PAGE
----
Tout­ing cable sta­tion to UNESCO

Al­berta author lob­by­ing for world her­itage sta­tus for Heart’s Con­tent site


An author from Al­berta wants the Heart’s Con­tent Cable Sta­tion to be given the same world her­itage des­ig­na­tion as the Pyra­mids of Egypt, the Great Bar­rier Reef in Aus­tralia, the Gala­pa­gos Is­lands in Ecuador, the Taj Ma­hal in In­dia, the Grand Canyon in the United States, the Acrop­o­lis in Greece, and 905 other nat­u­ral and cul­tural places.

Last month, Jacqueline Guest con­tacted the United Na­tions Ed­u­ca­tional, Sci­en­tific and Cul­tural Or­ga­ni­za­tion (UNESCO) to have the provin­cial site in­cluded on the agency’s World Her­itage List.

The author of more than a dozen books for young read­ers, Guest de­cided to con­tact UNESCO af­ter she vis­ited the Trinity Bay town as part of a pub­lic­ity tour for her most re­cent book on Sept. 22-29.

In ad­di­tion to vis­it­ing the cable sta­tion, she also made pre­sen­ta­tions on Sig­nal Hill, St. John’s, and at All Hal­lows Ele­men­tary in North River.

No strangers in New­found­land

Guest’s visit to the prov­ince res­onated with her on a per­sonal level.

“I feel as though I have a sec­ond home in New­found­land,” she wrote in an email to The Com­pass. “ I have dis­cov­ered that there are no strangers in New­found­land, only friends you haven’t met yet.”

She de­scribed the prov­ince’s cul­ture as dis­tinct, but “in a very good way.”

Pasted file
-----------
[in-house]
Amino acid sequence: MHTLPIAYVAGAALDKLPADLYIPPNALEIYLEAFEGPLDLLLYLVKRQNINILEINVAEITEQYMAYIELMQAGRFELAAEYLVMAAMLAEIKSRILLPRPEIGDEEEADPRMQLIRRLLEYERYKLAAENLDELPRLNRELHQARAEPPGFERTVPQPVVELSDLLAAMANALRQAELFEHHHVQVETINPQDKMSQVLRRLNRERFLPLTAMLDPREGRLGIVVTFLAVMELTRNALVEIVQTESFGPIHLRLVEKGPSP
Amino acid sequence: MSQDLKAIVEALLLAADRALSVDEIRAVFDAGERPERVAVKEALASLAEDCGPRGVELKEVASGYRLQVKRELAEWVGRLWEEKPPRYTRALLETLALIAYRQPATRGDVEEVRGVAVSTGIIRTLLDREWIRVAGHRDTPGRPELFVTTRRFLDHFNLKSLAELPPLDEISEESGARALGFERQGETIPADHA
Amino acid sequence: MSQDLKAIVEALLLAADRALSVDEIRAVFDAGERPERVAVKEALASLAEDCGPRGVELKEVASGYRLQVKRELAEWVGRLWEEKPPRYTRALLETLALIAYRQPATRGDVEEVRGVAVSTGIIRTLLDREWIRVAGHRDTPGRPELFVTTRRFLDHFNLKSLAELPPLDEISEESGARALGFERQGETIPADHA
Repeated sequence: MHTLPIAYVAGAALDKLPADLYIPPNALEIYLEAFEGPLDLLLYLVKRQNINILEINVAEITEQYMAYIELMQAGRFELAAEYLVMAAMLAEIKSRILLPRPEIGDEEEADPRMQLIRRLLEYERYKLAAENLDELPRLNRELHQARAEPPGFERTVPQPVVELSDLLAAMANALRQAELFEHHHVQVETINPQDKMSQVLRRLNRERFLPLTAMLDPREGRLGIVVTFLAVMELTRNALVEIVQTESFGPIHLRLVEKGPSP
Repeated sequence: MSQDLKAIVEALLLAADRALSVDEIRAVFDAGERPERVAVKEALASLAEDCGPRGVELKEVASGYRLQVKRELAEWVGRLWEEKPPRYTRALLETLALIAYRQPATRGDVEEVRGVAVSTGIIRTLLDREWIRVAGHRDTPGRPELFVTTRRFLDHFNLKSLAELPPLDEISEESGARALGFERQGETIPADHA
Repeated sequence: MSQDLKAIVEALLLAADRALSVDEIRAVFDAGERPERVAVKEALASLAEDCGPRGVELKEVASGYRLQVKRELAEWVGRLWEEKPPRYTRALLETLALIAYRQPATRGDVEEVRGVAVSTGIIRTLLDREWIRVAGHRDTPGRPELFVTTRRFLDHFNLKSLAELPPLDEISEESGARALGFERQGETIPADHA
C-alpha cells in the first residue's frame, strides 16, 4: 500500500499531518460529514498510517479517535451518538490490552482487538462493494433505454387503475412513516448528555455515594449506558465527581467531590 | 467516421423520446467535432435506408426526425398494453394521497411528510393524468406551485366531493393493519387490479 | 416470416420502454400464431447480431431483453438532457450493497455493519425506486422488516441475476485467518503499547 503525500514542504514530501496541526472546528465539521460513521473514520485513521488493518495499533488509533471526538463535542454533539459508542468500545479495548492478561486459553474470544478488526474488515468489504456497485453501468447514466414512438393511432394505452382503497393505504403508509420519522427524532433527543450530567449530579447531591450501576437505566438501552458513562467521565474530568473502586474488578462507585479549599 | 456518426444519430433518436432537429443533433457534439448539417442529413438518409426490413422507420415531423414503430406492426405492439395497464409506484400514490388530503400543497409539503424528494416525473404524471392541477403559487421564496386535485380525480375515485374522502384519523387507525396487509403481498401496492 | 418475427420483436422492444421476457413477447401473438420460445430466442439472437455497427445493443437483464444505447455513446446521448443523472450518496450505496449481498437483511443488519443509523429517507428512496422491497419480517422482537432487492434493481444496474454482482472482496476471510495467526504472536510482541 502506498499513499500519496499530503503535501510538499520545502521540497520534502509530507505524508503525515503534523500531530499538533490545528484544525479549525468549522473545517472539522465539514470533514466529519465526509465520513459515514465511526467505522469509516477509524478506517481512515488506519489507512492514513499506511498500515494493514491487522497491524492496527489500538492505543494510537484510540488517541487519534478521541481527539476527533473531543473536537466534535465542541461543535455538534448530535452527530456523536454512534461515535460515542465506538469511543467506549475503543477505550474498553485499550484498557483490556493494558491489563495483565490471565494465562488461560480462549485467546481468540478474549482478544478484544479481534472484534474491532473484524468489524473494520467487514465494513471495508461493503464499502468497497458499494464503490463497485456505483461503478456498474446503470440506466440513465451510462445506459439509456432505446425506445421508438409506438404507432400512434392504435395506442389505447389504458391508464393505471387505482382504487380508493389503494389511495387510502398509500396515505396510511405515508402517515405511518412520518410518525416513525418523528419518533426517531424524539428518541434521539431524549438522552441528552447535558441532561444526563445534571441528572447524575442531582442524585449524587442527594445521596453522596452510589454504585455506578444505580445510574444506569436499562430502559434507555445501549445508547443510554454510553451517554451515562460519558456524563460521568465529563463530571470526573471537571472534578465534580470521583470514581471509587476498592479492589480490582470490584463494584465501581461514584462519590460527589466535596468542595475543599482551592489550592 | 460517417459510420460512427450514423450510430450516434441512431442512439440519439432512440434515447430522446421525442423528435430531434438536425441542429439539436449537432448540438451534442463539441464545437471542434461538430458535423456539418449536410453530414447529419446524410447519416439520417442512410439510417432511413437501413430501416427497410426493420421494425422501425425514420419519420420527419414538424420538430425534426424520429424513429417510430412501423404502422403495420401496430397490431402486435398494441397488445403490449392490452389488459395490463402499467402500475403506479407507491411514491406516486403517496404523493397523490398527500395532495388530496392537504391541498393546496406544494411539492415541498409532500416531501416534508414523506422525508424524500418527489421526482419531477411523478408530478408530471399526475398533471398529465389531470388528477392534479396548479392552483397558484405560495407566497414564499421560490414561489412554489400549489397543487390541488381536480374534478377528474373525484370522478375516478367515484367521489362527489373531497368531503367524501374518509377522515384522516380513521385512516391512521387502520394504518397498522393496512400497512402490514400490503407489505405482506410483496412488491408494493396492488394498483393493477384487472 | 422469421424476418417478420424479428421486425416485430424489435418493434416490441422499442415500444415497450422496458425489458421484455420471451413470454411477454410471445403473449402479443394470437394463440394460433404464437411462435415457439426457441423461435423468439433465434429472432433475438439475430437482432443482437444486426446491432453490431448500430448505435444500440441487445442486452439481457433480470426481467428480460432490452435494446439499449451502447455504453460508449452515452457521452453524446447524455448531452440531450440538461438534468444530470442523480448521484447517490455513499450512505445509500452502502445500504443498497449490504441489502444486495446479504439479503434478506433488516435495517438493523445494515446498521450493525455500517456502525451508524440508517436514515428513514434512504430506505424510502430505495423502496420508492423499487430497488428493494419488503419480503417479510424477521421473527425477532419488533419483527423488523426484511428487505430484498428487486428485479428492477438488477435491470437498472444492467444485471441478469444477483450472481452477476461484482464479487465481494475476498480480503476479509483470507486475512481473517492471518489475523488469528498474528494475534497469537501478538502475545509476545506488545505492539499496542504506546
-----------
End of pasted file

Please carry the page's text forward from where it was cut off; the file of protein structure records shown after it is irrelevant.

“It is nur­tur­ing, kind, help­ful and fun, all the things you want in a fam­ily environment, and that’s what I felt when there.”

How­ever, she ad­mit­ted she was shocked when she dis­cov­ered the cable sta­tion is a provin­cial his­toric site.

“I would have thought that it was so im­por­tant that it was a UNESCO World Her­itage Site,” she said.

Pro­mot­ing novel

Guest’s book, “Ghost Mes­sages,” is about a feisty 13-year-old Ir­ish lass, Ail­ish, who be­comes trapped on the “Great East­ern” as the ship sets off on its voy­age to lay the first transat­lantic tele­graph cable be­tween Valen­tia, Ire­land, and • rep­re­sent a mas­ter­piece of hu­man creative ge­nius; • ex­hibit an im­por­tant in­ter­change of hu­man val­ues, over a span of time or within a cul­tural area of the world, on de­vel­op­ments in ar­chi­tec­ture or tech­nol­ogy, mon­u­men­tal arts, town­plan­ning or land­scape de­sign; • bear a unique or at least ex­cep­tional tes­ti­mony to a cul­tural tra­di­tion or to a civ­i­liza­tion which is liv­ing or which has dis­ap­peared; • be an out­stand­ing ex­am­ple of a type of build­ing, ar­chi­tec­tural or tech­no­log­i­cal en­sem­ble or Heart’s Con­tent in 1865.

The pub­lisher, Coteau Books of Regina, Sask., chal­lenges ju­ve­nile read­ers to “join Ail­ish’s ocean ad­ven­ture, with thieves, ghostly go­ings-on and ru­mours of sab­o­tage.”

Guest said her book is a trib­ute to “ New­found­land’s very im­por­tant past.” She wrote it to help “young read­ers to cel­e­brate (that) fab­u­lous past.”

She hopes “to­day’s youth will have a bet­ter un­der­stand­ing that this ‘spi­der’s silk thread,’ made of iron and fu­eled by dreams, was the be­gin­ning of to­day’s mighty com­mu­ni­ca­tion ex­plo­sion, in­clud­ing the World Wide Web they adore and can’t live with­out.”

Though Guest has vis­ited many Cana­dian his­tor­i­cal sites, none of them have im­pressed her like the cable sta­tion in Heart’s Con­tent. In fact, she calls it the best one in the coun­try.